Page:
That location — which has produced water samples nearing 50,000 parts per trillion, or 2,500 times the state standard  — is where firefighters for decades set all manner of things ablaze and practiced putting them out with the PFAS-laden foam. The base has since switched to a less toxic foam.

Future cleanup could involve removing and disposing the most contaminated soil. Contaminated soil can also sometimes be kept in place by installing underground curtains and capping the area to keep water from leaching through. Other technologies might be able to bind the contamination to the soil so it doesn’t seep out, Spiese said.

“It will be challenging; it will be very expensive. But that’s not to say it’s impossible,” he said.

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Thursday, September 19, 2019

After Years of Planning, F-35s Land in Vermont

Posted By on Thu, Sep 19, 2019 at 7:34 PM

Lt. Col. Tony Marek speaks to the media after flying one of the Air Guard's two new F-35s from Texas to Burlington. - KEVIN MCCALLUM
  • Kevin McCallum
  • Lt. Col. Tony Marek speaks to the media after flying one of the Air Guard's two new F-35s from Texas to Burlington.
For more than a decade, Chief Master Sgt. Dwight Rolston has been helping prepare the Vermont Air National Guard base and its members for the arrival of the F-35 Lightning II fighter jet.

Early Thursday afternoon, he was the first to confirm that the long wait was over.

“There they are!” Rolston called out across the bright tarmac crowded with media and guard officials.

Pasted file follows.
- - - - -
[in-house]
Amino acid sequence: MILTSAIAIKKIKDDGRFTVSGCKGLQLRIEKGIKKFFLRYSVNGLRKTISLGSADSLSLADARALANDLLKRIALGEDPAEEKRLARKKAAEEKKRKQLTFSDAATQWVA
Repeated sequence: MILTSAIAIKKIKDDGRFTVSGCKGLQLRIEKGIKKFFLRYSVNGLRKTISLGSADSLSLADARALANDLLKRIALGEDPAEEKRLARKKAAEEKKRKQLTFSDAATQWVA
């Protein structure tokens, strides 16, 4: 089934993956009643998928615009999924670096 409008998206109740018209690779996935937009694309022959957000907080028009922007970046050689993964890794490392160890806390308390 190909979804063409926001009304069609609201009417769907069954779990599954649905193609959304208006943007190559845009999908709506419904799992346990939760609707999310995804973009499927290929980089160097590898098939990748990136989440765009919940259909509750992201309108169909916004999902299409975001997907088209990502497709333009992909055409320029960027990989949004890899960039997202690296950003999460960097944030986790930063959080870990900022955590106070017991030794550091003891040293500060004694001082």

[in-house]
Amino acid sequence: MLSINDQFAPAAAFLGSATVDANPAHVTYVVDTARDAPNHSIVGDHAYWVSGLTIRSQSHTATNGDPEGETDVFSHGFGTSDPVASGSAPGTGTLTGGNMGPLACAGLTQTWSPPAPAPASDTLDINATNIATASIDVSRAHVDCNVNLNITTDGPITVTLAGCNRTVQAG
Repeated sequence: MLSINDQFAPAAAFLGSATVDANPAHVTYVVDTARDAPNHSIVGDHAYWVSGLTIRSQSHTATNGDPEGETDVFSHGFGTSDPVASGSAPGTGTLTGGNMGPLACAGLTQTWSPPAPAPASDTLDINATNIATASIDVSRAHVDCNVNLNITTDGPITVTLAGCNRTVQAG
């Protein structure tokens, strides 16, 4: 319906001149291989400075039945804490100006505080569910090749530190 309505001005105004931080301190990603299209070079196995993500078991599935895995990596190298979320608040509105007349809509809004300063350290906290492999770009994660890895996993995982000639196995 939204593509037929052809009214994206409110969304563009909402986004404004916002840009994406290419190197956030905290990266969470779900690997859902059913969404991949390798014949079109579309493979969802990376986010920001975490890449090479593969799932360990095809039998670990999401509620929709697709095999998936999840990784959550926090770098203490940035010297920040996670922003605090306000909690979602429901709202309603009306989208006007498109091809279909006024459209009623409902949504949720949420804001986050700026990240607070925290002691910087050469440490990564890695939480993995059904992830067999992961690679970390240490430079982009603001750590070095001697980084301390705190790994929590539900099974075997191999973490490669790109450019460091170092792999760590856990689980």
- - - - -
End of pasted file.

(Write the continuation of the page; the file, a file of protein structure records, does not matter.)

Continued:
He pointed south across the runway to a spot on the horizon between Camel's Hump and the control tower at Burlington International Airport.

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Thursday, August 29, 2019

Citing Email About Afterburners, F-35 Critics Want New Noise Study

Posted By on Thu, Aug 29, 2019 at 9:38 PM

Rosanne Greco (left), a retired Air Force colonel who opposes the F-35, and her attorney, James Dumont, address a crowd in Burlington Thursday. - KEVIN MCCALLUM
  • Kevin McCallum
  • Rosanne Greco (left), a retired Air Force colonel who opposes the F-35, and her attorney, James Dumont, address a crowd in Burlington Thursday.
Opponents of the decision to base F-35 fighter jets in Burlington say newly obtained documents suggest the aircraft will likely be far louder than the U.S. Air Force and Vermont Air National Guard have previously acknowledged.

With the arrival of the next generation fighters just weeks away, critics led by Rosanne Greco, a retired Air Force colonel, are demanding the secretary of the Air Force block the basing of the plane at Burlington International Airport until new sound studies can be conducted.

They argue that sound studies predicting how the fighter would affect the area assumed that the jets would use their afterburners less than 5 percent of time. New documents, however, suggest afterburner usage might be 10 times that much — or more, Greco said. 

“The Air Force finally had to admit to the public what they knew for a long time — that at the large Air Force bases where the F-35 is currently flying … they are taking off in afterburner 50 to 100 percent of the time,” Greco said at a press conference Thursday outside Sen. Patrick Leahy's (D-Vt.) Burlington office.

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Tuesday, May 28, 2019